Jump to ContentJump to Main Navigation
Imperial from the BeginningThe Constitution of the Original Executive$
Users without a subscription are not able to see the full content.

Saikrishna Bangalore Prakash

Print publication date: 2015

Print ISBN-13: 9780300194562

Published to Yale Scholarship Online: September 2015

DOI: 10.12987/yale/9780300194562.001.0001

Show Summary Details
Page of

PRINTED FROM YALE SCHOLARSHIP ONLINE (www.yale.universitypressscholarship.com). (c) Copyright Yale University Press, 2017. All Rights Reserved. Under the terms of the licence agreement, an individual user may print out a PDF of a single chapter of a monograph in YSO for personal use (for details see http://www.yale.universitypressscholarship.com/page/privacy-policy).date: 20 November 2017

“A King, Under the Title of President”

“A King, Under the Title of President”

Chapter:
(p.12) Chapter One “A King, Under the Title of President”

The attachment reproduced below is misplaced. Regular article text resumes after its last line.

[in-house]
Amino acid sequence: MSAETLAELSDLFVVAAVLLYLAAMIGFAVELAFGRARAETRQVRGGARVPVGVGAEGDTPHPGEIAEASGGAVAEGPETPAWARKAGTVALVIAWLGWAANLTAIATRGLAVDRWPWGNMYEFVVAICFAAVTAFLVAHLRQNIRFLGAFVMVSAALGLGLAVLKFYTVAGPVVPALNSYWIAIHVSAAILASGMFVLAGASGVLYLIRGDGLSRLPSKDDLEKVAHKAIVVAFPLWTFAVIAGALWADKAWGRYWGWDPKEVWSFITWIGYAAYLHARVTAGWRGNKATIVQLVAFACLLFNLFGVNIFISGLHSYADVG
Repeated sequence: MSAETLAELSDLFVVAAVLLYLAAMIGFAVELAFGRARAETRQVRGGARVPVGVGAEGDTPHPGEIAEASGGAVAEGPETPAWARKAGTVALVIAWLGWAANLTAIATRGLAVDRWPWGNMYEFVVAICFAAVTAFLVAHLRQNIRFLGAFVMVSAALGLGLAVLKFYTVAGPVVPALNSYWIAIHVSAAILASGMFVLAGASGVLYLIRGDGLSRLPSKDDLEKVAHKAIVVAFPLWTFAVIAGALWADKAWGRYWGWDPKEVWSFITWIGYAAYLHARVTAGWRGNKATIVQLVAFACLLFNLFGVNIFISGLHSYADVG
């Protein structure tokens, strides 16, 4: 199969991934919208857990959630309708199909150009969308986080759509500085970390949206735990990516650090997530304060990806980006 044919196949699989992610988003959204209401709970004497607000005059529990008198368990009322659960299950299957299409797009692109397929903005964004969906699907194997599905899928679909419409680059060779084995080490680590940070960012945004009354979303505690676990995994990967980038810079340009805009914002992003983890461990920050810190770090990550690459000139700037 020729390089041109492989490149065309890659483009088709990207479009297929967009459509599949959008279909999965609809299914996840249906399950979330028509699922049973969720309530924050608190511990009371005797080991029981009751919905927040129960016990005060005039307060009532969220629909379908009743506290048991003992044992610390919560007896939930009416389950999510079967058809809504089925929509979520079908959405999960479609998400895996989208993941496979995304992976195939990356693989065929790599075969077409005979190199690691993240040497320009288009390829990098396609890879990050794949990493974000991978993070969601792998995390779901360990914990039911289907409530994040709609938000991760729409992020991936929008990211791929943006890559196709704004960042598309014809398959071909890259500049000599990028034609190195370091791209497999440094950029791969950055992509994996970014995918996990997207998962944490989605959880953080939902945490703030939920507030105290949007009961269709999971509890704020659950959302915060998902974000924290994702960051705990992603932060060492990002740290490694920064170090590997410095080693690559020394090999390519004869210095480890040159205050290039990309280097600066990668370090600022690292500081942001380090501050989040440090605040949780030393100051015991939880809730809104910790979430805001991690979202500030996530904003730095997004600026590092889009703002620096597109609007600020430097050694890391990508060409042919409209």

Source:
Imperial from the Beginning
Author(s):

Saikrishna Bangalore Prakash

Publisher:
Yale University Press
DOI:10.12987/yale/9780300194562.003.0001

This chapter discusses the idea of integrating monarchy in the U.S. government prior to the Philadelphia Convention. Most Americans opposed any proposals that would make any executive branch of U.S. government a monarch. Still, a few Americans believed that a federal monarch was necessary to improve the governance of the country. A military officer proposed to George Washington the establishment of a monarch in the U.S. while another disgruntled officer argued that only “absolute Monarchy, or a Military State” would save the nation from ruin. Other politicians were willing to support the integration of U.S. monarchy if Washington desired to be a king. However, Washington wrote a letter to James Madison, one of the chiefs of the convention, saying that those who supported monarchical government disregarded the opinions of the public, and that adopting monarchy would create chaos.

Keywords:   U.S.monarchy, U.S. government, Philadelphia Convention, George Washington, Robert Haggard, James Madison

Yale Scholarship Online requires a subscription or purchase to access the full text of books within the service. Public users can however freely search the site and view the abstracts and keywords for each book and chapter.

Please, subscribe or login to access full text content.

If you think you should have access to this title, please contact your librarian.

To troubleshoot, please check our FAQs , and if you can't find the answer there, please contact us.